The Bill White baseball card story just couldn’t happen today.
I mean, it would be unheard of for a young player to climb through the minor league ranks of a New York team in three seasons, smacking 20 or more home runs each summer, without landing on at least one baseball card, right?
And, if that prospect somehow did make it to the Major Leagues without a rookie card, a rookie season that produced 22 home runs, 59 RBI, 15 stolen bases, and 63 runs scored would certainly garner some attention.
And, surely, a baseball card … right?
But not necessarily in 1956, when White debuted for the New York Giants.
For one thing, that rookie season of his was sort of swallowed up in the glare of teammate Willie Mays and the lackluster performance of the Giants as a whole (67-87).
White also just so happened to debut the same season young Frank Robinson cranked 38 homers as a rookie and served notice that he was — already — one of the best players in the game.
Hard to get a ton of attention in that setting.
And then, after the season, White got his draft notice — he was headed into the Army.
In those days, Topps generally didn’t issue cards of players they knew wouldn’t be in the Majors during a given season, and White’s military duty opened up a swath of cardboard for some other deserving soul — his rookie card would have to wait.
White’s absence also sent the Giants scrambling for a new first baseman as they headed into what would be their last season in New York.
First, they traded for Jackie Robinson … who promptly retired.
Then, they traded Hoyt Wilhelm to the St. Louis Cardinals in exchange for Whitey Lockman … who had been a longtime Giant up until they traded him west in June of 1956, made expendable by White himself.
Lockman didn’t hit much in 1957, though, while young Orlando Cepeda was tearing through Triple-A pitching for the Minneapolis Millers.
And, thus, with White still serving in the Army for the first half of the season, the newly-minted San Francisco Giants began their new era with the Baby Bull at first base to begin 1958.
Cepeda cranked a home run in his first Major League game and never really looked back en route to a National League Rookie of the Year award.
That left little room or need for White when he returned in July, and, though he made his way into 26 games, only five of those appearances came in the field — he was used mostly as a pinch hitter down the stretch.
Of course, since White had been gone from the majors through all of 1957 and half of 1958, he didn’t make the Topps cut that summer, either.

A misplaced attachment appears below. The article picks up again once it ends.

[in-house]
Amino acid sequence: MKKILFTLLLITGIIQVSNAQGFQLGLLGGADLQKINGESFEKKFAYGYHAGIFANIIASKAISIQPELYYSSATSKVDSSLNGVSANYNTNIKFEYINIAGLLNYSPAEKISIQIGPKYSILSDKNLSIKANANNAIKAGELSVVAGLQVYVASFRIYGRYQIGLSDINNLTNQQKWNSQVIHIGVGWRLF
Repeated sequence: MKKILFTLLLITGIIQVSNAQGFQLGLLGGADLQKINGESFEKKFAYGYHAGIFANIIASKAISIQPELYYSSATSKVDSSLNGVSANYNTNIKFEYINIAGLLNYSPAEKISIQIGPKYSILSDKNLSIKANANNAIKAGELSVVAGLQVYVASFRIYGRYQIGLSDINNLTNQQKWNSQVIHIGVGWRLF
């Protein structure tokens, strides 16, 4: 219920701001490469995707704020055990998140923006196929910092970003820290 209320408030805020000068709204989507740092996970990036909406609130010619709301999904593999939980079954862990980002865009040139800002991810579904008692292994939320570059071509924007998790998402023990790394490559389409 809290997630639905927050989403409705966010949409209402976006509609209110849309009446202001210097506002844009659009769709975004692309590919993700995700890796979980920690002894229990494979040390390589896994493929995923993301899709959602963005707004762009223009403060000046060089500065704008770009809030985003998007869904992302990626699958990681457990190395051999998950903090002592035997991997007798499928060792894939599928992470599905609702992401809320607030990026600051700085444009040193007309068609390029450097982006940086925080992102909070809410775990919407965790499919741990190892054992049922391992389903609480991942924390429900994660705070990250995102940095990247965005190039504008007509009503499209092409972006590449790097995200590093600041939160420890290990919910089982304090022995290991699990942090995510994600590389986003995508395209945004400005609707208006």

He was back in the big leagues, though, and, at just 25 years old, White had plenty of time to take back his status as an up-and-comer.
Buoyed by that promise and enough playing time in 1958 to remind folks about him, White finally made his cardboard debut the next spring, gracing card #84 in the 1959 Topps set.
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Of course, by the time that card hit store shelves, the Giants were just a sore memory in New York, where White had made his hay, and that SF on his cap must have been tough to take for the Manhattan fans who had watched him break out three years before.
And, also by that time, the whole tableau of the card was obsolete because, on March 25, 1959, the Giants traded White and Ray Jablonski to the Cards in exchange for Don Choate and Sam Jones.
It was a whirlwind series events that must have been tough to swallow in the moment, but White made the most of the move to St. Louis, and he did it right away.
That summer, White made his first (two) All-Star teams, and then in 1960, he began a string of seven straight Gold Gloves and helped the Cardinals run all the way to a World Series title in 1964 (over the New York Yankees).
These days, it’s strange to see an old card of White wearing anything but redbird red, but that 1959 Topps rookie card of his is a treasure trove of localized history.
You just have to know how to read it.
One of the funnest run of cards came courtesy of Bazooka in the 1950s and 1960s. You know, like this full box featuring Bill White, front and center …
In this one, White takes center stage, flanked by Carl Yastrzemski and Bob Aspromonte … White certainly takes the “Simplest Name” title among this trio!
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